"I'm not a technology person, and what intrigued me about this is that I understood it. That was important."
We're drowning in data. In this digital era, information is being created at a staggering speed. According to Lars Björk, CEO of software company QlikTech, the first doubling of data took about a century.
Right now, he says, it is doubling every 14 months. Every time we swipe a credit card, upload an image to Facebook or pay a toll electronically, we create data. And thanks to the internet, trillions of gigabytes of data are being generated every year.
This information can be of enormous use to businesses — if it can be managed efficiently.
QlikTech, an enterprise software company born in Sweden in 1993, is helping to create meaning out of data using QlikView, its business intelligence software package. Its clients are almost exclusively corporations or public sector institutions, from banks and hospitals to non-profits. There have been 22,000 of them to date, including Canon, Panasonic and Shell.
There is no average customer, says Björk. And that is key: the software can be adapted to suit the needs of any company.
Another factor in the software's success has been its simplicity. "I'm not a technology is changing the way companies manage person," Björk admits. "I'm an operational person, and what intrigued me about this was the fact that I understood it. And that was important."
QlikTech has done for business intelligence what Steve Jobs did with the iPhone: created a user-friendly interface. "It's very, very intuitive," Björk explains, adding that, until now, most business software has been irritatingly complicated. "The reason why I think we are so successful is that everyday people feel in control of the experience."
Put simply, QlikTech takes a "snapshot" of an organization's underlying data, such as sales figures or mileage logged, stores it in files called applications and then builds an interface easy enough for anyone in the company to access it in the format they want.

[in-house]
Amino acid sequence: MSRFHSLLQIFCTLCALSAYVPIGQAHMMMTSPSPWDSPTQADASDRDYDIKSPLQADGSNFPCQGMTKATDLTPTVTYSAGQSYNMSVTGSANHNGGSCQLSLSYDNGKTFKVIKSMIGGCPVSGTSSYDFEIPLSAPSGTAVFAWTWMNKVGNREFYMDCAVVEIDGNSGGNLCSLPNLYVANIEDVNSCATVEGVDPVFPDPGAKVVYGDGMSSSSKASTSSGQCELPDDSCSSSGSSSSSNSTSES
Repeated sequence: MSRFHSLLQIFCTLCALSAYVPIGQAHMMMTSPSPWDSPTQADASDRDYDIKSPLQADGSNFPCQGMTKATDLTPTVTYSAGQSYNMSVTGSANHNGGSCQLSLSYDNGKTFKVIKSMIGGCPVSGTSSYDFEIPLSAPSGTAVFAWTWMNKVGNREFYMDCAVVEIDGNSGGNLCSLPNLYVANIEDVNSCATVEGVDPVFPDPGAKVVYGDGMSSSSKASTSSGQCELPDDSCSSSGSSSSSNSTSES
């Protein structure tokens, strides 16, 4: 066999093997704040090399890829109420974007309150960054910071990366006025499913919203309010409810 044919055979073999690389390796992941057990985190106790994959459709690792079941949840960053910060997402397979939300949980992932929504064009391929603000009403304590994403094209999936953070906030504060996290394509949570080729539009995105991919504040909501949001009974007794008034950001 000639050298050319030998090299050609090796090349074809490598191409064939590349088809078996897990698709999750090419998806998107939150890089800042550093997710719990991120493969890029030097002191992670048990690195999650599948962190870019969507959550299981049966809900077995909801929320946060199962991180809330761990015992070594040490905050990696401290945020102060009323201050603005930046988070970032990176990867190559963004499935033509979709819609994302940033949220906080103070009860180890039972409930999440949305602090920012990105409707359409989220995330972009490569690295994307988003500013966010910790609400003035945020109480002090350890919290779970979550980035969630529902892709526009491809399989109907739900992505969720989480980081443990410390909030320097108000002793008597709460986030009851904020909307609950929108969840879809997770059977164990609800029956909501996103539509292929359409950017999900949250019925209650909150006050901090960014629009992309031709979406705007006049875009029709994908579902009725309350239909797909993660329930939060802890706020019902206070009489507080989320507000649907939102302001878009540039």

It can be used for anything from human resources to sales, or for a general overview of the company.
Björk believes empowering employees in this way gives the client company a competitive edge.
QlikTech was originally founded in 1993 by Björn Berg and Staffan Gestrelius. They employed a chief programmer, Håkan Wolgé, to develop software that mimics the way the brain works, using a unique color-coding system.
Realizing that their strengths did not lie in business, they brought in a management team in 2000 that included Björk as CFO, and shortly thereafter left the company.
QlikTech relocated from Sweden to Radnor, Pennsylvania, in 2006, a move Björk believes was critical to its success. "If you want to be cutting-edge when it comes to technology, you should probably be in the largest market," he explains.
"It wasn't hard for me, but it was certainly a challenge for my family. My sons were 12 and 14 at the time, and I wouldn't say I was the most popular guy when we moved!"
Björk became CEO in 2007, and the company now has 28 offices in 23 countries. It has seen a 45% increase in revenue over the last six quarters, and revenue for full-year 2011 is expected to be in the range of US$315m to US$320m.
He credits a user-friendly product and a "phenomenal" team, now 1,100 strong, for this success.
His own contribution, he says, is a background in finance (an MBA from Lund University in Sweden, followed by positions at ScandStick and Resurs Finance), as well as his ability to put a team together.